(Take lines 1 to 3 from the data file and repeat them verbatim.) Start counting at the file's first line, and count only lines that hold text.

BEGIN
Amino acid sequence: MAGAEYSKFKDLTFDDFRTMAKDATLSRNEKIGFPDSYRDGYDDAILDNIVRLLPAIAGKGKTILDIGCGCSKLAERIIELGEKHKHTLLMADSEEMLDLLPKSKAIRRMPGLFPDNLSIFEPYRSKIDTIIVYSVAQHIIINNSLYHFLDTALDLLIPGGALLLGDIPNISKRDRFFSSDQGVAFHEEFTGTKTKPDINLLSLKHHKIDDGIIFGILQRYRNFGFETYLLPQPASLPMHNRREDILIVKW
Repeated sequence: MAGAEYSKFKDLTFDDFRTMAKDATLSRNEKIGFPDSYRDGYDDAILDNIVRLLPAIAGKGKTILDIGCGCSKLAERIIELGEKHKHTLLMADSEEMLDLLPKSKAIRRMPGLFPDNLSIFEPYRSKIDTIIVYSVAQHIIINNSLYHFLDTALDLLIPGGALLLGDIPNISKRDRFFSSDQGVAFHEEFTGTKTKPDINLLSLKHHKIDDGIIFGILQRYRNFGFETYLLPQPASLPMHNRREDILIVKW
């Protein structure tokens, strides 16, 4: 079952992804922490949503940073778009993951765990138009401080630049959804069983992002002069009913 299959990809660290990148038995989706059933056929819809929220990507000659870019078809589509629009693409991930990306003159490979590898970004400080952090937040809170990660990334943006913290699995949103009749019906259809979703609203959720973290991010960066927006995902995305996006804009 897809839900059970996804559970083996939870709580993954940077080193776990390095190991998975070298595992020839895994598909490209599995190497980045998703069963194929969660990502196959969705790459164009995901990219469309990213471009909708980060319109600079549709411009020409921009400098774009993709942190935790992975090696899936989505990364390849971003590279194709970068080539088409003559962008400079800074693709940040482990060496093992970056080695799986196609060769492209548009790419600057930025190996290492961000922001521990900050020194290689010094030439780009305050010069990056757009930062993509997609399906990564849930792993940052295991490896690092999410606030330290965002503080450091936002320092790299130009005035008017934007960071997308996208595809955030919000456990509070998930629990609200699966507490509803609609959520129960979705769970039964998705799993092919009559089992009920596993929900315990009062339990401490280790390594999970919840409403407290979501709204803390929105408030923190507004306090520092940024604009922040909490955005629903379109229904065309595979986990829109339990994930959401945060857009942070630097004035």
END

Amino acid sequence: MAGAEYSKFKDLTFDDFRTMAKDATLSRNEKIGFPDSYRDGYDDAILDNIVRLLPAIAGKGKTILDIGCGCSKLAERIIELGEKHKHTLLMADSEEMLDLLPKSKAIRRMPGLFPDNLSIFEPYRSKIDTIIVYSVAQHIIINNSLYHFLDTALDLLIPGGALLLGDIPNISKRDRFFSSDQGVAFHEEFTGTKTKPDINLLSLKHHKIDDGIIFGILQRYRNFGFETYLLPQPASLPMHNRREDILIVKW
Repeated sequence: MAGAEYSKFKDLTFDDFRTMAKDATLSRNEKIGFPDSYRDGYDDAILDNIVRLLPAIAGKGKTILDIGCGCSKLAERIIELGEKHKHTLLMADSEEMLDLLPKSKAIRRMPGLFPDNLSIFEPYRSKIDTIIVYSVAQHIIINNSLYHFLDTALDLLIPGGALLLGDIPNISKRDRFFSSDQGVAFHEEFTGTKTKPDINLLSLKHHKIDDGIIFGILQRYRNFGFETYLLPQPASLPMHNRREDILIVKW
């Protein structure tokens, strides 16, 4: 079952992804922490949503940073778009993951765990138009401080630049959804069983992002002069009913 299959990809660290990148038995989706059933056929819809929220990507000659870019078809589509629009693409991930990306003159490979590898970004400080952090937040809170990660990334943006913290699995949103009749019906259809979703609203959720973290991010960066927006995902995305996006804009 897809839900059970996804559970083996939870709580993954940077080193776990390095190991998975070298595992020839895994598909490209599995190497980045998703069963194929969660990502196959969705790459164009995901990219469309990213471009909708980060319109600079549709411009020409921009400098774009993709942190935790992975090696899936989505990364390849971003590279194709970068080539088409003559962008400079800074693709940040482990060496093992970056080695799986196609060769492209548009790419600057930025190996290492961000922001521990900050020194290689010094030439780009305050010069990056757009930062993509997609399906990564849930792993940052295991490896690092999410606030330290965002503080450091936002320092790299130009005035008017934007960071997308996208595809955030919000456990509070998930629990609200699966507490509803609609959520129960979705769970039964998705799993092919009559089992009920596993929900315990009062339990401490280790390594999970919840409403407290979501709204803390929105408030923190507004306090520092940024604009922040909490955005629903379109229904065309595979986990829109339990994930959401945060857009942070630097004035």